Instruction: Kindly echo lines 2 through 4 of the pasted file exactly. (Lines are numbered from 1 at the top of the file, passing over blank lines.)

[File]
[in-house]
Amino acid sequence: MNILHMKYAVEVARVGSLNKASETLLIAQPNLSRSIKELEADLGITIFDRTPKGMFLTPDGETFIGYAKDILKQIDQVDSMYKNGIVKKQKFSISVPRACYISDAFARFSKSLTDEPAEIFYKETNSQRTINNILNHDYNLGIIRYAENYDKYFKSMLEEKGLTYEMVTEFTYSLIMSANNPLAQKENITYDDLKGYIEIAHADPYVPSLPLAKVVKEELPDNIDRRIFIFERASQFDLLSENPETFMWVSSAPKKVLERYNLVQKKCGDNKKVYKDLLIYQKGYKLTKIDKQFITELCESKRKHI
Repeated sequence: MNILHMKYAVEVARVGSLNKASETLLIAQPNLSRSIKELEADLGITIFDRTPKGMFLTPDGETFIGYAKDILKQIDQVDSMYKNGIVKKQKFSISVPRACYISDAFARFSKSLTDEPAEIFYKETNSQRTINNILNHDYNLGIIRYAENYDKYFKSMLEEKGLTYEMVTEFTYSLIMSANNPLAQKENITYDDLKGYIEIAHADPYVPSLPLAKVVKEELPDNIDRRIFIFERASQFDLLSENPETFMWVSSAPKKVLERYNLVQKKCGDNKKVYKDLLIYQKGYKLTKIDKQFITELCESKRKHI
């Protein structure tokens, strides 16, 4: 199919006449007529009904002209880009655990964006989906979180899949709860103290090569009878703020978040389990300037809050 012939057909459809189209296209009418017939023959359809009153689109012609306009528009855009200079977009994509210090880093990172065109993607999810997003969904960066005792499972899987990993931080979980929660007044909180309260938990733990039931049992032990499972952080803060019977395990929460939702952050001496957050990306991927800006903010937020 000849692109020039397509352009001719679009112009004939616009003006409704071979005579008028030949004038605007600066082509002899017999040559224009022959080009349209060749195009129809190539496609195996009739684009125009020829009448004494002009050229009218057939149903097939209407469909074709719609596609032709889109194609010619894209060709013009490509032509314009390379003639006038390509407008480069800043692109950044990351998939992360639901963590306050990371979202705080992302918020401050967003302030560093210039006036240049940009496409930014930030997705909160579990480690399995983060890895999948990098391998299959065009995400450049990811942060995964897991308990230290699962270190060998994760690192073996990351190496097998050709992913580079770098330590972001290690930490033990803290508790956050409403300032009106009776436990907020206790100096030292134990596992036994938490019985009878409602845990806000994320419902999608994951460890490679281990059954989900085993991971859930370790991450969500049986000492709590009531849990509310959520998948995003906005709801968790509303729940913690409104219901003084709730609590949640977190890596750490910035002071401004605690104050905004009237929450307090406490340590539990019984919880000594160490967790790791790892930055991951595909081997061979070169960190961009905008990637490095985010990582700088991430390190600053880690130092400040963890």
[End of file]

Amino acid sequence: MNILHMKYAVEVARVGSLNKASETLLIAQPNLSRSIKELEADLGITIFDRTPKGMFLTPDGETFIGYAKDILKQIDQVDSMYKNGIVKKQKFSISVPRACYISDAFARFSKSLTDEPAEIFYKETNSQRTINNILNHDYNLGIIRYAENYDKYFKSMLEEKGLTYEMVTEFTYSLIMSANNPLAQKENITYDDLKGYIEIAHADPYVPSLPLAKVVKEELPDNIDRRIFIFERASQFDLLSENPETFMWVSSAPKKVLERYNLVQKKCGDNKKVYKDLLIYQKGYKLTKIDKQFITELCESKRKHI
Repeated sequence: MNILHMKYAVEVARVGSLNKASETLLIAQPNLSRSIKELEADLGITIFDRTPKGMFLTPDGETFIGYAKDILKQIDQVDSMYKNGIVKKQKFSISVPRACYISDAFARFSKSLTDEPAEIFYKETNSQRTINNILNHDYNLGIIRYAENYDKYFKSMLEEKGLTYEMVTEFTYSLIMSANNPLAQKENITYDDLKGYIEIAHADPYVPSLPLAKVVKEELPDNIDRRIFIFERASQFDLLSENPETFMWVSSAPKKVLERYNLVQKKCGDNKKVYKDLLIYQKGYKLTKIDKQFITELCESKRKHI
């Protein structure tokens, strides 16, 4: 199919006449007529009904002209880009655990964006989906979180899949709860103290090569009878703020978040389990300037809050 012939057909459809189209296209009418017939023959359809009153689109012609306009528009855009200079977009994509210090880093990172065109993607999810997003969904960066005792499972899987990993931080979980929660007044909180309260938990733990039931049992032990499972952080803060019977395990929460939702952050001496957050990306991927800006903010937020 000849692109020039397509352009001719679009112009004939616009003006409704071979005579008028030949004038605007600066082509002899017999040559224009022959080009349209060749195009129809190539496609195996009739684009125009020829009448004494002009050229009218057939149903097939209407469909074709719609596609032709889109194609010619894209060709013009490509032509314009390379003639006038390509407008480069800043692109950044990351998939992360639901963590306050990371979202705080992302918020401050967003302030560093210039006036240049940009496409930014930030997705909160579990480690399995983060890895999948990098391998299959065009995400450049990811942060995964897991308990230290699962270190060998994760690192073996990351190496097998050709992913580079770098330590972001290690930490033990803290508790956050409403300032009106009776436990907020206790100096030292134990596992036994938490019985009878409602845990806000994320419902999608994951460890490679281990059954989900085993991971859930370790991450969500049986000492709590009531849990509310959520998948995003906005709801968790509303729940913690409104219901003084709730609590949640977190890596750490910035002071401004605690104050905004009237929450307090406490340590539990019984919880000594160490967790790791790892930055991951595909081997061979070169960190961009905008990637490095985010990582700088991430390190600053880690130092400040963890």